Terrible films are like truffles filled with mold. Tenet is more akin to a truffle with all the filling cored out. Hollow, with little to savor.

Corbet’s ‘The Childhood of a Leader’ (2015)

“That’s what I wrote with ‘The Tragedy of War’ – not that one man has the courage to be evil, but that so many have not the courage to be good.”

Charles Marker, The Childhood of a Leader

Written by Brady Corbet and Mona Fastvold, ‘The Childhood of a Leader’ (2015) is a peculiar film, as it is a historical drama, wherein the historicity of the period is peripheral; a mystery, wherein the mystery is never made the focus of the characters’ attentions; a horror film without a monster, and a story of a individual’s political ascent, wherein the political aspirations of that individual are never mentioned.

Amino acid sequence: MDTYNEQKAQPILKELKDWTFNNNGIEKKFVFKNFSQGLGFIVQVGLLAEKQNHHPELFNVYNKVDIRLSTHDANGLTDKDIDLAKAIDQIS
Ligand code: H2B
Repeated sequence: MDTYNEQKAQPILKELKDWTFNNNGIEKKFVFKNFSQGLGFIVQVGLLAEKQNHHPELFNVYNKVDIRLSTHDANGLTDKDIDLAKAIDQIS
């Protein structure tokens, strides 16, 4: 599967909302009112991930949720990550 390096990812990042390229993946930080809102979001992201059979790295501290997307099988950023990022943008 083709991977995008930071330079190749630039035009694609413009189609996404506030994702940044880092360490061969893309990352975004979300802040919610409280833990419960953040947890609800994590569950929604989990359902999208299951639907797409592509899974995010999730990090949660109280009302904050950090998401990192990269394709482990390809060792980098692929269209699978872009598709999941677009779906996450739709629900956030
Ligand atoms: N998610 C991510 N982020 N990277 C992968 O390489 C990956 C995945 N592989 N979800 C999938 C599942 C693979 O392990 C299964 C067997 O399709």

The plot revolves around a young boy named Prescott (the titular leader) who lives with his mother and father in a expansive manor in a unspecified swatch of French countryside in 1919. Such a setting might have been idyllic, if not for the post-war malaise, the father’s perpetual absence, the mother’s weakness (and pretense to stoicism), the boy’s increasingly anti-social behavior and Scott Walker’s jarring 100-piece orchestral score, which sporadically strides over the elegantly shot scenery like the behemoth emanations of Prescott’s inner condition, precursor to the discord, and eventual order, that follows.

Though the film was marketed as a tale concerning “the birth of fascism,” the topic is not central. Rather than fascism, or any of the other prominent 20th Century ideologies, the film takes, as its principal concern, a far broader theme: the abdication of responsibility; the mundane and nuanced slithering of those fearful of obligation’s iron hand.